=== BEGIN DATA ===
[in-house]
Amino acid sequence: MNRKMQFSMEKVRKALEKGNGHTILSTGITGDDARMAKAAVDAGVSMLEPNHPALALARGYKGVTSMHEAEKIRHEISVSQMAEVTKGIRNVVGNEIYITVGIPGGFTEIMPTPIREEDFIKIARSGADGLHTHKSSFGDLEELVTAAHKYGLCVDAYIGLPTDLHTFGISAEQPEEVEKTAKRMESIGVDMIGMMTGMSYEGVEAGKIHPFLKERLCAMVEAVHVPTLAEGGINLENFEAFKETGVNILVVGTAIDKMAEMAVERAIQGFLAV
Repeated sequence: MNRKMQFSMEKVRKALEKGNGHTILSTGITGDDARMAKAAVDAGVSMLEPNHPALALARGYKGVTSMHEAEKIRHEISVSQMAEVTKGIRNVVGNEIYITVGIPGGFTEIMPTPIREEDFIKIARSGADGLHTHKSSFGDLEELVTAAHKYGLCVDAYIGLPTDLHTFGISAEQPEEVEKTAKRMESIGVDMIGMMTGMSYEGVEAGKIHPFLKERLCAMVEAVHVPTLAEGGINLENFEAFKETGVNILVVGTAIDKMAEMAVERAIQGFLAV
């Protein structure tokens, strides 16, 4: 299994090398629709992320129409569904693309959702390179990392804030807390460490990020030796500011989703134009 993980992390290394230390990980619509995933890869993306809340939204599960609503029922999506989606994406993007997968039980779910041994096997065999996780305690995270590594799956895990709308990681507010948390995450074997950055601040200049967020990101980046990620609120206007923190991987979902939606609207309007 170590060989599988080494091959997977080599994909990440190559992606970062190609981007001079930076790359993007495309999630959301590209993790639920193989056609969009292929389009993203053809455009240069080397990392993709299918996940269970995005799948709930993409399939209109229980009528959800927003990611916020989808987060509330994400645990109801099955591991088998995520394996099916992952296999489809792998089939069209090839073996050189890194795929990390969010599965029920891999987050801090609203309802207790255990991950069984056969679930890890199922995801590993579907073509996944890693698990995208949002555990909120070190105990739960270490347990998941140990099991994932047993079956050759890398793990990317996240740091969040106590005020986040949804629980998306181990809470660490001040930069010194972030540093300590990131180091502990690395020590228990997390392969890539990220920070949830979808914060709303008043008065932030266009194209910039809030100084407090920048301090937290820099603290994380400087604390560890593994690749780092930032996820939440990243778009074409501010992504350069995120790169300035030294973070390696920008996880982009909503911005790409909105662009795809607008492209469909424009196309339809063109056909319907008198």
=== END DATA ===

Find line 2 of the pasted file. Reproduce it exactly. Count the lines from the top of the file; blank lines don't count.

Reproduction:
Amino acid sequence: MNRKMQFSMEKVRKALEKGNGHTILSTGITGDDARMAKAAVDAGVSMLEPNHPALALARGYKGVTSMHEAEKIRHEISVSQMAEVTKGIRNVVGNEIYITVGIPGGFTEIMPTPIREEDFIKIARSGADGLHTHKSSFGDLEELVTAAHKYGLCVDAYIGLPTDLHTFGISAEQPEEVEKTAKRMESIGVDMIGMMTGMSYEGVEAGKIHPFLKERLCAMVEAVHVPTLAEGGINLENFEAFKETGVNILVVGTAIDKMAEMAVERAIQGFLAV